Dr. Grace Hackett hails from Barbados, where she started singing at an early age, at Calvary Moravian Church and St. Michael’s Secondary School. Dr. Hackett said her singing and musical abilities were molded by Christopher Spencer, the late Dr. John Fletcher and the late Doris Provençal.
She said much of her early development came as a member of the Calvary Moravian Church’s Junior Choir, under the direction of Arthur Maynard and the late Bertram Morris. It was in that forum that she sang her first solo. Dr.Hackett said Morris and Maynard encouraged her studies with Spencer and Dr. Fletcher, “since they stressed the importance of sight-singing and music history for singers.”
Dr. Hackett says her musical skills were further enhanced at the Manhattan School of Music and Mercy College in New York City, where she gained bachelor’s and master’s degrees in Voice Performance, Music Education and Administration. She received her doctorate from Trident University International in California.
She has performed in the Metropolitan tri-state area, Barbados, Trinidad and Tobago, and Latin America in opera, oratorio, concert and recital and has toured extensively in Holland, Switzerland, Austria and Germany, under Schweitzer Tournee Opera Company, in the production of Carmen Jones by composer Bizet.
Dr. Hackett can be heard on CD and video in “Spirituals in Concert” and “A Carnegie Hall Christmas,” with sopranos Kathleen Battle, Jessye Norman and Frederica Von Stade, under the direction of Andre Previn and James Levine.
Besides providing her with a “superb high school education and more than adequate preparation for life in the outside world,” Dr. Hackett says the St. Michael School family in her native Barbados provided her with the opportunity to study and develop her gift of song.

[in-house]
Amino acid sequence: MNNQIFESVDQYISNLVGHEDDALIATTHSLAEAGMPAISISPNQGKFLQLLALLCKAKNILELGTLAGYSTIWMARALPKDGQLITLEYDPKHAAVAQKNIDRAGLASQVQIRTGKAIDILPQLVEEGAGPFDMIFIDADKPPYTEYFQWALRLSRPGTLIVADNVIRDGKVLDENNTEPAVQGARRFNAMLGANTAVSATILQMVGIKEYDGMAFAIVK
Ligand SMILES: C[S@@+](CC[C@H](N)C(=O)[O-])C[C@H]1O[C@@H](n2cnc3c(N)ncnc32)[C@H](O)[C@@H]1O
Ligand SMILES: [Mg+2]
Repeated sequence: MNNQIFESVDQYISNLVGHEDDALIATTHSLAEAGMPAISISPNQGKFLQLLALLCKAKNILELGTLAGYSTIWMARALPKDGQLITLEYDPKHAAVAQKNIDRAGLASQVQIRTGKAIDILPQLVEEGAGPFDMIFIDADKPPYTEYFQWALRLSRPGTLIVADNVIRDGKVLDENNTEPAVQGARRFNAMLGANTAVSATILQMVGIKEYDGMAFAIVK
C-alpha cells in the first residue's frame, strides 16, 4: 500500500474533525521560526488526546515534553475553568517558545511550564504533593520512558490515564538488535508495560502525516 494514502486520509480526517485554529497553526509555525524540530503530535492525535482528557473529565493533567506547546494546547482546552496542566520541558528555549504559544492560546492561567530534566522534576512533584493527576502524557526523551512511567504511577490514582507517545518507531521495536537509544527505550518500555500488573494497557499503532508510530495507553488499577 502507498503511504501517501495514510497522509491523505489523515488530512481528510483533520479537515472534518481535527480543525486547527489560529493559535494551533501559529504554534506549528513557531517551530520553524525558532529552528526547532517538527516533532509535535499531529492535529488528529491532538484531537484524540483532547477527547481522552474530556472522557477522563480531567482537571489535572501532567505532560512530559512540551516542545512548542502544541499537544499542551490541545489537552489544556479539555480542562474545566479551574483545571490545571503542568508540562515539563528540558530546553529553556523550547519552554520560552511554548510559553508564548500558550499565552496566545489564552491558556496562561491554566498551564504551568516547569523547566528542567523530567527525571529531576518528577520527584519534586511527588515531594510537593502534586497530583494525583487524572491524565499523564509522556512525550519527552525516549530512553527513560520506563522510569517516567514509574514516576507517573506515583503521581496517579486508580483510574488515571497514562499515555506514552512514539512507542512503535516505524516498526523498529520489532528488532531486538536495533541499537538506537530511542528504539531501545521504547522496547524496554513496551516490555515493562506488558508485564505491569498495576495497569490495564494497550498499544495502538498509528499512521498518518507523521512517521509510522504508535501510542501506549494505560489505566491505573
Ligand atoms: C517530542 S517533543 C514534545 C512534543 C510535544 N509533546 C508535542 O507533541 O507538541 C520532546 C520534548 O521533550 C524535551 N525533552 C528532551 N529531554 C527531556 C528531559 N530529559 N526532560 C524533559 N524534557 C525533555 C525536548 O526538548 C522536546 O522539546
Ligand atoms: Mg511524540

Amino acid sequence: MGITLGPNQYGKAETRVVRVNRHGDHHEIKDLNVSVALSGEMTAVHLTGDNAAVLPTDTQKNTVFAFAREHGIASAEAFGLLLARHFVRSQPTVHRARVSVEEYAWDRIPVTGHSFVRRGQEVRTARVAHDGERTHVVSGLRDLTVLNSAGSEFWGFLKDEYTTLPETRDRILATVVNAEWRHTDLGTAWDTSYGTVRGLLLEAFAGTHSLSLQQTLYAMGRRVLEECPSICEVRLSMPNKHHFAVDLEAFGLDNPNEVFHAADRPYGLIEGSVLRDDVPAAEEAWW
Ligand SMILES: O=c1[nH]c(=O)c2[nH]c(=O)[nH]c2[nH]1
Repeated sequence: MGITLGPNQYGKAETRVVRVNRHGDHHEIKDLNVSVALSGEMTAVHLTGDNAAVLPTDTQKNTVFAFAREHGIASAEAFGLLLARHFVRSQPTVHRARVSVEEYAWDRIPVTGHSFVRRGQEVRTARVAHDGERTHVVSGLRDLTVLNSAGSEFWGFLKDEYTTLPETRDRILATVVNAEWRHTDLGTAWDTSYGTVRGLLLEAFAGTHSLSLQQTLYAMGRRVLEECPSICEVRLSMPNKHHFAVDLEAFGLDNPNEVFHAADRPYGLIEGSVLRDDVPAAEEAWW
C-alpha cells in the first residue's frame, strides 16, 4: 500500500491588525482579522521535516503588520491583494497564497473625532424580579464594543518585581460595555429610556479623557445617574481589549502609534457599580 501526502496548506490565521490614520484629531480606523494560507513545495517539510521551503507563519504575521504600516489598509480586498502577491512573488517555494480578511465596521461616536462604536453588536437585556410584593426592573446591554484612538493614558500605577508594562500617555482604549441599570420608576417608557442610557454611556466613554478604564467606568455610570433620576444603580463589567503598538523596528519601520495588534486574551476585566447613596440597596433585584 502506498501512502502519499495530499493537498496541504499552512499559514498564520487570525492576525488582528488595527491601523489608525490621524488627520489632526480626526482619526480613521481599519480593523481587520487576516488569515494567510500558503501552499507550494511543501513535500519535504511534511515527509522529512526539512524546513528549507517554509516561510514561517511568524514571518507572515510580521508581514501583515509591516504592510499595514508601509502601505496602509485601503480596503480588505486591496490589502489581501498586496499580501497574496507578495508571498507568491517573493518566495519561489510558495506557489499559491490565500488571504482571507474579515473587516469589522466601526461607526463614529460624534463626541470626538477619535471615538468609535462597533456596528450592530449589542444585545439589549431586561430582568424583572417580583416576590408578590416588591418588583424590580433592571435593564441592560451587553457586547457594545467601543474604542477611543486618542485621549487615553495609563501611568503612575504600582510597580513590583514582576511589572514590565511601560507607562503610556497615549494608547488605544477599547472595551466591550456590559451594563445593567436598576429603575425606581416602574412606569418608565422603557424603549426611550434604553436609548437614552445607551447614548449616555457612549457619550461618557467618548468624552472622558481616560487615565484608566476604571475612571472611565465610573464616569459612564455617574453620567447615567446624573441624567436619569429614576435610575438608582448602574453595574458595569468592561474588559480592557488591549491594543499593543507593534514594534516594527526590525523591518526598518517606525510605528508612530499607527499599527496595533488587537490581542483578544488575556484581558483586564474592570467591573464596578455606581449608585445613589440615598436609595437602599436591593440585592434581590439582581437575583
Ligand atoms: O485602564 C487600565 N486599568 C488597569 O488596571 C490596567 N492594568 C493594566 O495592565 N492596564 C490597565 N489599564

She also credits her life’s successes to her parents, the late FitzHerbert and Vivian Hackett, “who, with Christopher Spencer’s bidding, made sure that I had access to voice, piano and dance classes.”
“I thank them for making one of my dreams come true,” Dr. Hackett said, lauding her brother, Dr. Christopher Hackett, also a Caribbean Life Impact Award honoree, “who has always been supportive and nurturing, and who encouraged me to persevere, because he understood the difficulties that artists encountered in ‘The Big Apple.’
“I am, indeed, humbled, honored and grateful that my dear friends at Caribbean Life have recognized my gifts and my contribution to our society, and have found my work worthy of honor,” she added. “You have chosen to honor my work while I am still alive and cognizant of my surroundings. This touches me most deeply, because some individuals are often honored and memorialized posthumously, and unable to appreciate this gesture.”
Dr. Hackett said “this loving and beautiful gesture” inspires her to “achieve even greater heights in the Almighty’s good name.”